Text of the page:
October is National Cyber Security Awareness Month (NCSAM), a joint effort between the U.S. government, industries, and security-centric organizations. It’s a good time to pause, take a moment, and check if you are using safe practices online.
Internet miscreants are trying to get to your data all the time. You need to first check if your account has been compromised . Then you have to secure it against intruders.
You are making it far too easy for hackers if you don’t take these five simple steps to strengthen your online security. They’re free, they take less than five minutes each, and you will rest easy knowing you’re protected.
1. Leaked Source [Broken URL Removed] (Web): Check If Your Account Has Been Compromised
We often hear of malicious elements getting their hands on private accounts and passwords. Even a large service like Gmail has leaked 42 million account credentials . With so many online services, how do you know whether your account credentials are already known?
Leaked Source is an online database of all leaked emails, usernames, passwords, IP addresses, and other account-sensitive information. Go to the site, search for your email, username, name, phone number, or IP address. In minutes, Leaked Source will tell you if you figure on any of the leaked lists so far.
2. Lastpass Security Challenge (Chrome, Firefox, Safari, Opera): Update and Secure Your Passwords
You probably don’t update your passwords nearly as often as you should. If you wait for your service provider to issue a message imploring you to change, that’s already waiting too long. More importantly, since password leaks happen so commonly these days, you need to make them more secure as well.
The LastPass Security Challenge is the perfect exercise to get this done. You’ll need to use LastPass, the fantastic password manager, as an extension on your favorite browser. Go to Menu > More Options > Security Challenge to begin.
There are four basic steps to the challenge. You first change any compromised passwords. Then you change your weak passwords. Then you change your reused passwords. And finally you change your old passwords. It seems like a lot, but doing it through the LastPass extension, it took me about five minutes to finish the whole thing.
3. Two Factor Auth (Web): As Essential as Passwords in the 21st Century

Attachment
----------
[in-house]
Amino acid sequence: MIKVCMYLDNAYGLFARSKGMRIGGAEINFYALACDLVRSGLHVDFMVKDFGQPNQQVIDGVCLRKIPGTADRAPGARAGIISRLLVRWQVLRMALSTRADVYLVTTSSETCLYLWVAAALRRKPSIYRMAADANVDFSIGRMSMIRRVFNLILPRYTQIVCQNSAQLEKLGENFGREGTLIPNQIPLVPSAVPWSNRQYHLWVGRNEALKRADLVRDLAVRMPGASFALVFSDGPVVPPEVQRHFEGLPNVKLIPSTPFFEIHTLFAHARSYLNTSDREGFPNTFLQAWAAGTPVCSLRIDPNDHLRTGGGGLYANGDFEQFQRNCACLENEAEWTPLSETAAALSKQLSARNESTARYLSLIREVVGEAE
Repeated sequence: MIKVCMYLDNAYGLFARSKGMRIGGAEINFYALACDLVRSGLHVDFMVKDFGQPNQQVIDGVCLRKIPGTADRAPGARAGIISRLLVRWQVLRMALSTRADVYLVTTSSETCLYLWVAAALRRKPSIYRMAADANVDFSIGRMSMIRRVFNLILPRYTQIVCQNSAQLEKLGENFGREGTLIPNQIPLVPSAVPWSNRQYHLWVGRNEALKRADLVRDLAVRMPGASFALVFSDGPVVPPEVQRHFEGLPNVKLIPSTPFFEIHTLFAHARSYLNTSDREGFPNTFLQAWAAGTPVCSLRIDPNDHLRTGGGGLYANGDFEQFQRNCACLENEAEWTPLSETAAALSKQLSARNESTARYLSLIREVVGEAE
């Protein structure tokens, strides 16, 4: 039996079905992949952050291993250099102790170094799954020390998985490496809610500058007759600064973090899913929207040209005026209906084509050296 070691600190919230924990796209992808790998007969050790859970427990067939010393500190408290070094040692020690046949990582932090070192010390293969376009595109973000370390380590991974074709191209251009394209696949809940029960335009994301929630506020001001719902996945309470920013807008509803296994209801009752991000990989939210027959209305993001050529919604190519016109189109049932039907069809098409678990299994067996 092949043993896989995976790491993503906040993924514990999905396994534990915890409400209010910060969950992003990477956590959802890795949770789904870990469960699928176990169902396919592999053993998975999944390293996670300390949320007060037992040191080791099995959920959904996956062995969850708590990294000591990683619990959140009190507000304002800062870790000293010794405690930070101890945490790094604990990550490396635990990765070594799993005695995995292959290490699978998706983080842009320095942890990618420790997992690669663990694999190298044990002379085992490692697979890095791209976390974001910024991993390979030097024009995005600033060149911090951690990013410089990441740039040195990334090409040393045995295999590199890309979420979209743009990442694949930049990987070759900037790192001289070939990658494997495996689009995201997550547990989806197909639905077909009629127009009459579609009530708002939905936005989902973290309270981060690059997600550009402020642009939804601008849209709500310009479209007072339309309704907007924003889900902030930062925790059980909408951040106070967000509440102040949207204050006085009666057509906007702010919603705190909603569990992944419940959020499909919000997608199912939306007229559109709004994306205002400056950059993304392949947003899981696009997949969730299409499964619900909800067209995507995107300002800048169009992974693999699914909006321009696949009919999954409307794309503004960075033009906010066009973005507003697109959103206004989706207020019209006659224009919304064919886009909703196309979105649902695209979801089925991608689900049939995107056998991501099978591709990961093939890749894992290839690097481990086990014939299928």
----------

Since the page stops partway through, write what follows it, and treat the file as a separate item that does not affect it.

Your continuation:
Everyone has told you this but you still haven’t done it, have you? Two factor authentication (2FA) is the safest online security lock right now. Yet, most people don’t use it. It’s time to change that. And Two Factor Auth is the website to do it from.
The site lists all the websites that support 2FA. You can browse them by category, or use the search bar. It displays each site’s method for the secondary password token — through SMS, email, phone calls, or other apps. Click the site’s name to be taken directly to enable 2FA.
Yes, even two-factor authentication can be hacked , but that doesn’t mean it’s useless. It’s a major stumbling block for hackers. If you secure yourself with the LastPass Security Challenge and then enable 2FA, you’ll be unimaginably more secure.
4. VirusTotal (Web, Chrome, Firefox, internet Explorer): Scan Any File Before You Download
The easiest entry point you can give hackers is to download a malicious file to your computer. Once it’s on your hard drive, several barriers of protection have already been broken. An oldie but a goodie, VirusTotal’s job is to stop that.
Before you download any file on the internet, run it through VirusTotal. You can upload files to it (up to 128 MB), share a direct URL, or even search through VirusTotal. The site will will thoroughly scan your link or file and make sure it is completely safe before you download it. No wonder it’s one of the best antivirus tools for browsers .
The site works flawlessly, but you should obviously install the VirusTotal extension since it’s a lot easier than visiting the site. Importantly, there’s a VirusTotal extension for internet Explorer too, which most other such services don’t support.
Download — VirusTotal Extension for Firefox, Chrome, or IE (Free)
5. Stay Safe Online (Web): Learn All About Online Best Practices
A big part of online safety is staying updated about new threats. The more aware you are, the better protected you are. The Stay Safe Online organization is one of the parties involved in NCSAM. Here, you can learn everything you need to about online safety practices, whether you’re an individual or a business. Plus, it also has resources to enable you to reach out to others and help them.
From kids and the inherent risks of sexting to free security check-ups and tools to consider your business’s risks, you’ll get it all here. Stay Safe Online is regularly updated with new major vulnerabilities and online scams to watch out for.
This is one site you’ll want to check to stay on top of security news.
How Safe Are You?
It’s surprising how many people ignore these basics of securing yourself online. When you’re vigilant about double-locking your doors at night, why won’t you double-lock your email with two-factor authentication? It boggles the mind.
How well did you score on this test? Have you already taken all five of the first steps to online safety?